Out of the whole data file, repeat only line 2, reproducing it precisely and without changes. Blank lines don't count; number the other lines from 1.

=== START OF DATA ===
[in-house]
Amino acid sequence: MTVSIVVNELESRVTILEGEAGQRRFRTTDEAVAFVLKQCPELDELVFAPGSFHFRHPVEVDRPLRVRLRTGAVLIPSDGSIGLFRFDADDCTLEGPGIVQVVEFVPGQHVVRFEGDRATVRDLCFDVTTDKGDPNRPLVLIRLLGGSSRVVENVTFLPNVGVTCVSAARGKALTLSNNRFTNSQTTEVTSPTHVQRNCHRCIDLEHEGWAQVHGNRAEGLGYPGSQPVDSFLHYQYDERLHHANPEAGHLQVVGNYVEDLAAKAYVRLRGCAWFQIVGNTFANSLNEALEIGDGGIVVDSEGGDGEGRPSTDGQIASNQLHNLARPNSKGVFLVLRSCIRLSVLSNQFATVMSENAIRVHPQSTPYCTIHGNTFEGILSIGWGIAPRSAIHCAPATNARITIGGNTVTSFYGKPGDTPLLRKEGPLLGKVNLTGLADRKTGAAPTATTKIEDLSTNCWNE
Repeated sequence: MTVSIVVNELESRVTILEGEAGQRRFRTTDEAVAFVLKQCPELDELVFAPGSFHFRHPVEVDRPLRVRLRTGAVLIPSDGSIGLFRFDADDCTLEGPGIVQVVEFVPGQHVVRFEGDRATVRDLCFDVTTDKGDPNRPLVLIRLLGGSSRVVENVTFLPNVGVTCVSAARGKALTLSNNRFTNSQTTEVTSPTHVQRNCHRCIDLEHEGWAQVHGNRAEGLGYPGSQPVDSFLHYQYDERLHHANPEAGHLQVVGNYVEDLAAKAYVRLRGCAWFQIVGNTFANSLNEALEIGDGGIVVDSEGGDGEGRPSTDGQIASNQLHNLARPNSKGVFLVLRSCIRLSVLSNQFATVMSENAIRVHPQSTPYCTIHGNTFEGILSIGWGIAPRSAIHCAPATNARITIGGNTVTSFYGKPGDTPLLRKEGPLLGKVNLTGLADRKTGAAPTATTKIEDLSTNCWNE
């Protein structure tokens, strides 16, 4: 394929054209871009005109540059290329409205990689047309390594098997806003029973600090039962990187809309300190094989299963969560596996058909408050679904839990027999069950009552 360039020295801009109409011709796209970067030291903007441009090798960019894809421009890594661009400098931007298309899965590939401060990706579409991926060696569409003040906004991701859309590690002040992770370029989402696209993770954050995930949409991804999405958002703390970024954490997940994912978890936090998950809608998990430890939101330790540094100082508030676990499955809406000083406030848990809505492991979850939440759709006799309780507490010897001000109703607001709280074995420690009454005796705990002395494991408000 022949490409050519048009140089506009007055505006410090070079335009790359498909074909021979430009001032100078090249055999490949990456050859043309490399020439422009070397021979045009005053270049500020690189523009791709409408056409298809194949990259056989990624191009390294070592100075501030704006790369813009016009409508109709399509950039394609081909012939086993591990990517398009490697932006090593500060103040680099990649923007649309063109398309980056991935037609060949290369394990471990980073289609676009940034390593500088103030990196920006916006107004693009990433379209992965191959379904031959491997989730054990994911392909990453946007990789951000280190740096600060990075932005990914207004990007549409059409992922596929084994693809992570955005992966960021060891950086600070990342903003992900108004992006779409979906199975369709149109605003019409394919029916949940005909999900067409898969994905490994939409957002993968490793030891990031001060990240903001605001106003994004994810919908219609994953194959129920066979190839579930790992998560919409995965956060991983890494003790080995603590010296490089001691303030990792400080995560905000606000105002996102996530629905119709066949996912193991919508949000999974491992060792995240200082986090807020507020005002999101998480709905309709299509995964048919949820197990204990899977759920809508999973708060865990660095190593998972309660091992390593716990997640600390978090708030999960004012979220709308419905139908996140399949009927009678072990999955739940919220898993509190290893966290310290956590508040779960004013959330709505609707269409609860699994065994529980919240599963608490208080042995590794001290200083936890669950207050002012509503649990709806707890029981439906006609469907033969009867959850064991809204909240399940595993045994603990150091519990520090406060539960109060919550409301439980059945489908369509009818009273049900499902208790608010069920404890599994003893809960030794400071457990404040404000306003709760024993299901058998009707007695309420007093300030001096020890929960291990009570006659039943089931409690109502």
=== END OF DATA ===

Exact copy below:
Amino acid sequence: MTVSIVVNELESRVTILEGEAGQRRFRTTDEAVAFVLKQCPELDELVFAPGSFHFRHPVEVDRPLRVRLRTGAVLIPSDGSIGLFRFDADDCTLEGPGIVQVVEFVPGQHVVRFEGDRATVRDLCFDVTTDKGDPNRPLVLIRLLGGSSRVVENVTFLPNVGVTCVSAARGKALTLSNNRFTNSQTTEVTSPTHVQRNCHRCIDLEHEGWAQVHGNRAEGLGYPGSQPVDSFLHYQYDERLHHANPEAGHLQVVGNYVEDLAAKAYVRLRGCAWFQIVGNTFANSLNEALEIGDGGIVVDSEGGDGEGRPSTDGQIASNQLHNLARPNSKGVFLVLRSCIRLSVLSNQFATVMSENAIRVHPQSTPYCTIHGNTFEGILSIGWGIAPRSAIHCAPATNARITIGGNTVTSFYGKPGDTPLLRKEGPLLGKVNLTGLADRKTGAAPTATTKIEDLSTNCWNE